Malignant Conditions

Hysterectomy for Endometrial Cancer

A hysterectomy to remove endometrial cancer usually includes the removal of the ovaries and fallopian tubes (called a bilateral salpingo-oophorectomy). During the procedure, the surgeon will also take a sample of the tissue (biopsy) located in the lymph nodes in the pelvis and near the abdomen to find out how much the cancer has advanced and to what areas it has spread (the stage and grade of the cancer). Most cases of endometrial cancer are diagnosed during the earliest stage, while cancer is still contained in the uterus and can be cured.

The type of surgery performed will depend on how much of a woman’s reproductive system may be affected by endometrial cancer.
A total hysterectomy is the removal of the uterus and cervix. A total hysterectomy with bilateral salpingo-oophorectomy is the removal of the uterus, cervix, fallopian tubes, and ovaries. This is the most common surgery done for endometrial cancer.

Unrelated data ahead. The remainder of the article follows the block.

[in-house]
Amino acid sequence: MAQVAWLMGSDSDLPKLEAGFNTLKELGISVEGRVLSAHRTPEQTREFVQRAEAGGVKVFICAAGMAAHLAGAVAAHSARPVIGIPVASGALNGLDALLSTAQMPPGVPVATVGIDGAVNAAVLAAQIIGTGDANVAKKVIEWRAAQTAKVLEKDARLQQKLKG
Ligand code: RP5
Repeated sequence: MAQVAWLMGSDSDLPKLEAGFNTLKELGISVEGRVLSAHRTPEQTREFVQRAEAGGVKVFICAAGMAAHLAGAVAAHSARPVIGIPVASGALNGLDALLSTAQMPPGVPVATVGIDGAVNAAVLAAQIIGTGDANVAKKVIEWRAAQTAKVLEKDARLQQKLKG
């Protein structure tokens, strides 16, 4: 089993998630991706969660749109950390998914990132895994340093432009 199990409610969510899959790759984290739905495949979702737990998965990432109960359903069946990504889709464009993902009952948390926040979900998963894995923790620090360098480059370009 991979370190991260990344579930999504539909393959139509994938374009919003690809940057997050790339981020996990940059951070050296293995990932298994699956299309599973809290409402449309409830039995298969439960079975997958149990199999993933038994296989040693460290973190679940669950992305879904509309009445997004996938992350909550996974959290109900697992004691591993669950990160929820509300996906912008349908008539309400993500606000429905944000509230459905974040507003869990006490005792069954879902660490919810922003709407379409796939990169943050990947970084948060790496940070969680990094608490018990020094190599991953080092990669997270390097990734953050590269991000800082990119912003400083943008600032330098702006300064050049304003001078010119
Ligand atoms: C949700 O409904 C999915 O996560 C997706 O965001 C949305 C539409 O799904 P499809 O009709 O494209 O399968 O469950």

A radical hysterectomy is the removal of the uterus, cervix, surrounding tissue, upper vagina, and usually the pelvic lymph nodes. The number of lymph nodes removed depends on how far the cancer has spread.

Laparoscopic Hysterectomy
Laparoscopic surgery is done with a tiny camera and special instruments. The surgeon introduces these tools through several small incisions (cuts) in the belly. In a laparoscopic hysterectomy, the uterus is detached and may be removed in pieces through the small incisions in the abdomen. Or it may be removed through the vagina. In this type of surgery, the surgeon usually is able to see the organs well enough to find out the extent of the cancer.

A laparoscopic hysterectomy leaves several very small scars on the abdomen. Hospital stay after a laparoscopic hysterectomy is usually one to two days. A laparoscopic hysterectomy has a quicker recovery and fewer complications than abdominal hysterectomy, in which a larger incision is made during surgery.

Robotic Hysterectomy
In a robotic hysterectomy, small incisions are made in the abdomen, where special instruments including a 3D camera are inserted. The technology allows the surgeon to use more precise hand movements and to see a 3D magnified view of the surgical area. Because the incisions are so small, robotic surgery reduces scarring and recovery time.

After the procedure most women stay in the hospital from one to two days for post-surgery care. Complete recovery takes three to four weeks.